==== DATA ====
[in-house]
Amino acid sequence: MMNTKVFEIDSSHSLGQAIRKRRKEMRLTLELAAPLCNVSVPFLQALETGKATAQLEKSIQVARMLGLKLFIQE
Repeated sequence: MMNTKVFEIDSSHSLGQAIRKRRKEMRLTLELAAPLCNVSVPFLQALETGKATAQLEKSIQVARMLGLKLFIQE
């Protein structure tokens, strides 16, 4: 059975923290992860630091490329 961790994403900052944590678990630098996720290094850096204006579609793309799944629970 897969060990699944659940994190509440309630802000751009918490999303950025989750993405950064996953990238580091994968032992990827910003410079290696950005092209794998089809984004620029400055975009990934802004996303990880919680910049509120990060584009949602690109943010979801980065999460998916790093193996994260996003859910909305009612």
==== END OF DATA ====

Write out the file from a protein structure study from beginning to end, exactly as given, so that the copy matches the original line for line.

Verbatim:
[in-house]
Amino acid sequence: MMNTKVFEIDSSHSLGQAIRKRRKEMRLTLELAAPLCNVSVPFLQALETGKATAQLEKSIQVARMLGLKLFIQE
Repeated sequence: MMNTKVFEIDSSHSLGQAIRKRRKEMRLTLELAAPLCNVSVPFLQALETGKATAQLEKSIQVARMLGLKLFIQE
């Protein structure tokens, strides 16, 4: 059975923290992860630091490329 961790994403900052944590678990630098996720290094850096204006579609793309799944629970 897969060990699944659940994190509440309630802000751009918490999303950025989750993405950064996953990238580091994968032992990827910003410079290696950005092209794998089809984004620029400055975009990934802004996303990880919680910049509120990060584009949602690109943010979801980065999460998916790093193996994260996003859910909305009612």